BlueCube Bio wins MN Cup grand prize
$80,000 seed money will help transform cryopreservation outcomes
BlueCube was awarded $30,000 for MN Cup’s Life Science/Health IT division (one of nine categories) before going on to win the $50,000 grand prize. Their winning venture was revealed during a live-streamed award ceremony from the University of Minnesota’s McNamara Alumni Center.
“As you can imagine, an infusion of capital for our brand-new company is an incredible gift which we will invest wisely. We are very grateful for the entrepreneurial community in Minnesota and their practice of giving back,” says Karen Dodson, BlueCube Bio’s CEO.
BlueCube Bio was founded by Allison Hubel, PhD, a professor of mechanical engineering at the University of Minnesota, after contemplating how trees endure subzero Minnesota winters. “Plants, insects and even frogs survive low temperatures and other environmental extremes,” Hubel said.
Hubel adapted strategies used by nature to protect cells during freezing. “Nature has developed approaches to protect biological systems. We need to pay attention to the lessons the environment has taught us and sometimes, it takes an outsider to see things in a new way,” said Hubel, in reference to her engineering background.
Her initial research was conducted on campus and supported by the university as the team worked towards commercialization. Finding a replacement for the toxic molecule that is commonly used to preserve cells had been a long term interest of Hubel’s.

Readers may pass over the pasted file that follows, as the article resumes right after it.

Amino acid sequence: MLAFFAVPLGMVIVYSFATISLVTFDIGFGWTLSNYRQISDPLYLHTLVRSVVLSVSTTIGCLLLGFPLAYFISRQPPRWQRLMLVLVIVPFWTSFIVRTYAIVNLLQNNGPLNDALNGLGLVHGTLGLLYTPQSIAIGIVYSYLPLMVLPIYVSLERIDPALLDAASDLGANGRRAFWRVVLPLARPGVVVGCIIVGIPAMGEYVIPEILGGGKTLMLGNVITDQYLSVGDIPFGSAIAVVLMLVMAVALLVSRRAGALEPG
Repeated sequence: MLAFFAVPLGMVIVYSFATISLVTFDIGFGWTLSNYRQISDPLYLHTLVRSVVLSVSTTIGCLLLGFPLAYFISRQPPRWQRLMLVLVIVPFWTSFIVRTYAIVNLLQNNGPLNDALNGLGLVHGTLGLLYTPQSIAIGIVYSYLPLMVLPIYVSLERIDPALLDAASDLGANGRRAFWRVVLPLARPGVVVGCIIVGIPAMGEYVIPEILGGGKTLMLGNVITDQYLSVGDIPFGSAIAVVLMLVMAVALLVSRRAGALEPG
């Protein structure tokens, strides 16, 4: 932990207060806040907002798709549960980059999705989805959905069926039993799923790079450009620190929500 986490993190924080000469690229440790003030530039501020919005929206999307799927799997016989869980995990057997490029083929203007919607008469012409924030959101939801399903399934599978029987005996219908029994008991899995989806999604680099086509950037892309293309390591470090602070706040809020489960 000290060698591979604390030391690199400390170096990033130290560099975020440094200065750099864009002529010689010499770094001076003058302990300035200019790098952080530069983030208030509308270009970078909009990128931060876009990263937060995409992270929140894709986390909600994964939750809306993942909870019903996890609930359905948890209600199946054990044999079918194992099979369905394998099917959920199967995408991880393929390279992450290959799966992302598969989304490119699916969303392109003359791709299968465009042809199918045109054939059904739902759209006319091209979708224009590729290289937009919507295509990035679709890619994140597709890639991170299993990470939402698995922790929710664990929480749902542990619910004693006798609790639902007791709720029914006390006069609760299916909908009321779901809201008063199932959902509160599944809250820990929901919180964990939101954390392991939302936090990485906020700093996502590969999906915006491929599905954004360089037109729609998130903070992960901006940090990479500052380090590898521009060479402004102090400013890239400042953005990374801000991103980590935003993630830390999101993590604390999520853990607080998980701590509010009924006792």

“In total, 1,042 entrepreneurs participated in this year’s MN Cup. Despite the challenges presented by COVID-19, the caliber of companies competing was exceptional, and presented one of the most competitive grand prize selections in the competition’s 16-year history. I look forward to the massive economic and societal impact they will have in Minnesota,” says MN Cup Co-Founder Scott Litman.
About BlueCube Bio:
By transforming cryopreservation techniques using nontoxic materials, BlueCube Bio increases the efficacy of cellular therapies by reducing the side-effects associated with infusing life-threatening preservation chemicals into the body. The implications of cellular therapies are wide-ranging and include improving treatment outcomes for all types of cancer, lung damage resulting from COVID-19, and eventually strokes, heart attacks and Alzheimer’s.